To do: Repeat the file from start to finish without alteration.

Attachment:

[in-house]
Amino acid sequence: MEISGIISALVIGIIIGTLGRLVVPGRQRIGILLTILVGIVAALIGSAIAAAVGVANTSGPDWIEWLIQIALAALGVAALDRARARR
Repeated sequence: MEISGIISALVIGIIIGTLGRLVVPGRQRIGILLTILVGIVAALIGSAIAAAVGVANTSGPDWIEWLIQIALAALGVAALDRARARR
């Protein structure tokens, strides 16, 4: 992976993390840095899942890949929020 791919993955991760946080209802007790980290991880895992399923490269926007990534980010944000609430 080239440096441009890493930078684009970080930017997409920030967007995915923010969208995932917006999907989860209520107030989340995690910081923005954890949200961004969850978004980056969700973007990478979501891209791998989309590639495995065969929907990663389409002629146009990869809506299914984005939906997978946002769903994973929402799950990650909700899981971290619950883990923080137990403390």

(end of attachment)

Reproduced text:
[in-house]
Amino acid sequence: MEISGIISALVIGIIIGTLGRLVVPGRQRIGILLTILVGIVAALIGSAIAAAVGVANTSGPDWIEWLIQIALAALGVAALDRARARR
Repeated sequence: MEISGIISALVIGIIIGTLGRLVVPGRQRIGILLTILVGIVAALIGSAIAAAVGVANTSGPDWIEWLIQIALAALGVAALDRARARR
């Protein structure tokens, strides 16, 4: 992976993390840095899942890949929020 791919993955991760946080209802007790980290991880895992399923490269926007990534980010944000609430 080239440096441009890493930078684009970080930017997409920030967007995915923010969208995932917006999907989860209520107030989340995690910081923005954890949200961004969850978004980056969700973007990478979501891209791998989309590639495995065969929907990663389409002629146009990869809506299914984005939906997978946002769903994973929402799950990650909700899981971290619950883990923080137990403390």